The world's first wiki where authorship really matters (Nature Genetics, 2008). Due credit and reputation for authors. Imagine a global collaborative knowledge base for original thoughts. Search thousands of articles and collaborate with scientists around the globe.

wikigene or wiki gene protein drug chemical gene disease author authorship tracking collaborative publishing evolutionary knowledge reputation system wiki2.0 global collaboration genes proteins drugs chemicals diseases compound
Hoffmann, R. A wiki for the life sciences where authorship matters. Nature Genetics (2008)

In vitro motility of AtKCBP, a calmodulin-binding kinesin protein of Arabidopsis.

AtKCBP is a calcium-dependent calmodulin-binding protein from Arabidopsis that contains a conserved kinesin microtubule motor domain. Calmodulin has been shown previously to bind to heavy chains of the unconventional myosins, where it is required for in vitro motility of brush border myosin I, but AtKCBP is the first kinesin-related heavy chain reported to be capable of binding specifically to calmodulin. Other kinesin proteins have been identified in Arabidopsis, but none of these binds to calmodulin, and none has been demonstrated to be a microtubule motor. We have tested bacterially expressed AtKCBP for the ability to bind microtubules to a glass surface and induce gliding of microtubules across the glass surface. We find that AtKCBP is a microtubule motor protein that moves on microtubules toward the minus ends, with the opposite polarity as kinesin. In the presence of calcium and calmodulin, AtKCBP no longer binds microtubules to the coverslip surface. This contrasts strikingly with the requirement of calmodulin for in vitro motility of brush border myosin I. Calmodulin could regulate AtKCBP binding to microtubules in the cell by inhibiting the binding of the motor to microtubules. The ability to bind to calmodulin provides an evolutionary link between the kinesin and myosin motor proteins, but our results indicate that the mechanisms of interaction and regulation of kinesin and myosin heavy chains by calmodulin are likely to differ significantly.[1]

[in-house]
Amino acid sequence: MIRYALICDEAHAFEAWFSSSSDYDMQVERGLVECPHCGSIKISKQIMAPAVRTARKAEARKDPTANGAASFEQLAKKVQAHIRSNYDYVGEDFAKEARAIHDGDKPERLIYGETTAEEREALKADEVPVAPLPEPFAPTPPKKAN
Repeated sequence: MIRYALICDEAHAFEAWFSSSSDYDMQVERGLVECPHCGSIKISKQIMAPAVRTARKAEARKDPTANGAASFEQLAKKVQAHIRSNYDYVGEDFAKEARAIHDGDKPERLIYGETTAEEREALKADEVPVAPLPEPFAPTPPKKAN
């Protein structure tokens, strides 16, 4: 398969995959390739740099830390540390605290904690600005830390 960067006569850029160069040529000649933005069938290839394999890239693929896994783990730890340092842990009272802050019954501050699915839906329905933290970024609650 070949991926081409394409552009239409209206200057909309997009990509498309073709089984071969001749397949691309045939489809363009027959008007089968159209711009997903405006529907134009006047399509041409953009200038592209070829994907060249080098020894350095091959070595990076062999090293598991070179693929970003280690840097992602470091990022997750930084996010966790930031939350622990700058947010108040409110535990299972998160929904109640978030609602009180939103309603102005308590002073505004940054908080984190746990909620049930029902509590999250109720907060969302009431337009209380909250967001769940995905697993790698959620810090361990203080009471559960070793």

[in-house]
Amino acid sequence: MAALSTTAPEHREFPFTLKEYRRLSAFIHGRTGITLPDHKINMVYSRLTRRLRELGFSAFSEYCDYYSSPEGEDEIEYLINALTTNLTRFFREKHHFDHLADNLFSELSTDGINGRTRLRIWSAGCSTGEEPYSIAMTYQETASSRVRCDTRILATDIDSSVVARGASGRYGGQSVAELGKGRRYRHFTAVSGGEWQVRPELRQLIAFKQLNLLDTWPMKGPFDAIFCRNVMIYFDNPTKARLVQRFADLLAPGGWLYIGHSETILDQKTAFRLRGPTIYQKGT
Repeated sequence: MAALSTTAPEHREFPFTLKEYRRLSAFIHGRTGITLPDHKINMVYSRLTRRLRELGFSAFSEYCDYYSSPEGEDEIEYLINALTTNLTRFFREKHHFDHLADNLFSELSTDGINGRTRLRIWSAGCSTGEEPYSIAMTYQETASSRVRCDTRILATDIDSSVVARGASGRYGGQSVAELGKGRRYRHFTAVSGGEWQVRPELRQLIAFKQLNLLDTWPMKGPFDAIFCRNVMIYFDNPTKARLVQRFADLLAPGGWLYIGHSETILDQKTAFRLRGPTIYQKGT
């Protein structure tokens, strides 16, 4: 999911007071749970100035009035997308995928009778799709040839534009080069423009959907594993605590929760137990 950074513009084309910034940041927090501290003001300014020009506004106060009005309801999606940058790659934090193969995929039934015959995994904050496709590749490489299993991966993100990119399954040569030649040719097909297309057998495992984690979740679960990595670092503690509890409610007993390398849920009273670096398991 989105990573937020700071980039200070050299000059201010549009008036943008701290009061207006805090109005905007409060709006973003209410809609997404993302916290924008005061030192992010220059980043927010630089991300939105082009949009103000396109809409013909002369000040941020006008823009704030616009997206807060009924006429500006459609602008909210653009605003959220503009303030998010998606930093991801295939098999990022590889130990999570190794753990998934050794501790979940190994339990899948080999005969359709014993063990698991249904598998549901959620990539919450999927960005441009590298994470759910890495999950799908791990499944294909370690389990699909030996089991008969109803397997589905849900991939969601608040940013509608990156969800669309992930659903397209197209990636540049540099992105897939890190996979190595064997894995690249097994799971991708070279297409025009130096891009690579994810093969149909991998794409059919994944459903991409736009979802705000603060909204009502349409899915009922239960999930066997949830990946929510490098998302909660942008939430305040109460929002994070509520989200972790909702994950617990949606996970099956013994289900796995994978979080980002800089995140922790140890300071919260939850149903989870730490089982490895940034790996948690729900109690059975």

1. In vitro motility of AtKCBP, a calmodulin-binding kinesin protein of Arabidopsis. Song, H., Golovkin, M., Reddy, A.S., Endow, S.A. Proc. Natl. Acad. Sci. U.S.A. (1997) [Pubmed]
WikiGenes - Universities